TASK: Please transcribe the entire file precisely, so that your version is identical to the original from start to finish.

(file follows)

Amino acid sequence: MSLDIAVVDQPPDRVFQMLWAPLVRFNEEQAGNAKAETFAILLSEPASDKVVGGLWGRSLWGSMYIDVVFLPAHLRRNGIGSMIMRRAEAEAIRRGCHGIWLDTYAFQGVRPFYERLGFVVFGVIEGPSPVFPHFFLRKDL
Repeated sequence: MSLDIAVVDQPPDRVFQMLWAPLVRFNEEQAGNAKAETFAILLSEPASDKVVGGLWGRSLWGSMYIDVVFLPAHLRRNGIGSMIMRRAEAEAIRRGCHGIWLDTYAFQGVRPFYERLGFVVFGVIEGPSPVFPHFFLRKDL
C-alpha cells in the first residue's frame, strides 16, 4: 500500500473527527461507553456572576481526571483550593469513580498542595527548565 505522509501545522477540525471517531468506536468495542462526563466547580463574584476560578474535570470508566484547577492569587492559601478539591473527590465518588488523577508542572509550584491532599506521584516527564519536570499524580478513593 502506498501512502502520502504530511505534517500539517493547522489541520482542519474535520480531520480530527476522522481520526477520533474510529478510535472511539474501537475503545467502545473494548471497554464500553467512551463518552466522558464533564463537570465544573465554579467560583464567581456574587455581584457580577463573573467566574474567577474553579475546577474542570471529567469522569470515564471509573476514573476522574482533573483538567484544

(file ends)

Amino acid sequence: MSLDIAVVDQPPDRVFQMLWAPLVRFNEEQAGNAKAETFAILLSEPASDKVVGGLWGRSLWGSMYIDVVFLPAHLRRNGIGSMIMRRAEAEAIRRGCHGIWLDTYAFQGVRPFYERLGFVVFGVIEGPSPVFPHFFLRKDL
Repeated sequence: MSLDIAVVDQPPDRVFQMLWAPLVRFNEEQAGNAKAETFAILLSEPASDKVVGGLWGRSLWGSMYIDVVFLPAHLRRNGIGSMIMRRAEAEAIRRGCHGIWLDTYAFQGVRPFYERLGFVVFGVIEGPSPVFPHFFLRKDL
C-alpha cells in the first residue's frame, strides 16, 4: 500500500473527527461507553456572576481526571483550593469513580498542595527548565 505522509501545522477540525471517531468506536468495542462526563466547580463574584476560578474535570470508566484547577492569587492559601478539591473527590465518588488523577508542572509550584491532599506521584516527564519536570499524580478513593 502506498501512502502520502504530511505534517500539517493547522489541520482542519474535520480531520480530527476522522481520526477520533474510529478510535472511539474501537475503545467502545473494548471497554464500553467512551463518552466522558464533564463537570465544573465554579467560583464567581456574587455581584457580577463573573467566574474567577474553579475546577474542570471529567469522569470515564471509573476514573476522574482533573483538567484544